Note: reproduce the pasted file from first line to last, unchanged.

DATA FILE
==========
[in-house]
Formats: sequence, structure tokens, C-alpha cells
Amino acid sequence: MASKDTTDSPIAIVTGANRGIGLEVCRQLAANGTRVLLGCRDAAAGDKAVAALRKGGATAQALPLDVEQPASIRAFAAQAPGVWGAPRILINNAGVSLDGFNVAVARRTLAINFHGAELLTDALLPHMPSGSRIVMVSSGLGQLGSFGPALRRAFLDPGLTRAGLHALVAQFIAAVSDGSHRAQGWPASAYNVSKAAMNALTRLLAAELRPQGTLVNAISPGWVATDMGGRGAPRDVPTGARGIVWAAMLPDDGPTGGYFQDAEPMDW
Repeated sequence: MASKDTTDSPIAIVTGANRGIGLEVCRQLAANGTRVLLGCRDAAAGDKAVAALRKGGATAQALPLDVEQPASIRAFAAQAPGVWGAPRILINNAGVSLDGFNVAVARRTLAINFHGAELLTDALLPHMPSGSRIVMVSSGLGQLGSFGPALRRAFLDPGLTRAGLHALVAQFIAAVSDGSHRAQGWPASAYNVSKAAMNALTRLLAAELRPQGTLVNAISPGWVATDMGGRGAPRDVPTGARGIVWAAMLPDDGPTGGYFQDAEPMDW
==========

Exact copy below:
[in-house]
Formats: sequence, structure tokens, C-alpha cells
Amino acid sequence: MASKDTTDSPIAIVTGANRGIGLEVCRQLAANGTRVLLGCRDAAAGDKAVAALRKGGATAQALPLDVEQPASIRAFAAQAPGVWGAPRILINNAGVSLDGFNVAVARRTLAINFHGAELLTDALLPHMPSGSRIVMVSSGLGQLGSFGPALRRAFLDPGLTRAGLHALVAQFIAAVSDGSHRAQGWPASAYNVSKAAMNALTRLLAAELRPQGTLVNAISPGWVATDMGGRGAPRDVPTGARGIVWAAMLPDDGPTGGYFQDAEPMDW
Repeated sequence: MASKDTTDSPIAIVTGANRGIGLEVCRQLAANGTRVLLGCRDAAAGDKAVAALRKGGATAQALPLDVEQPASIRAFAAQAPGVWGAPRILINNAGVSLDGFNVAVARRTLAINFHGAELLTDALLPHMPSGSRIVMVSSGLGQLGSFGPALRRAFLDPGLTRAGLHALVAQFIAAVSDGSHRAQGWPASAYNVSKAAMNALTRLLAAELRPQGTLVNAISPGWVATDMGGRGAPRDVPTGARGIVWAAMLPDDGPTGGYFQDAEPMDW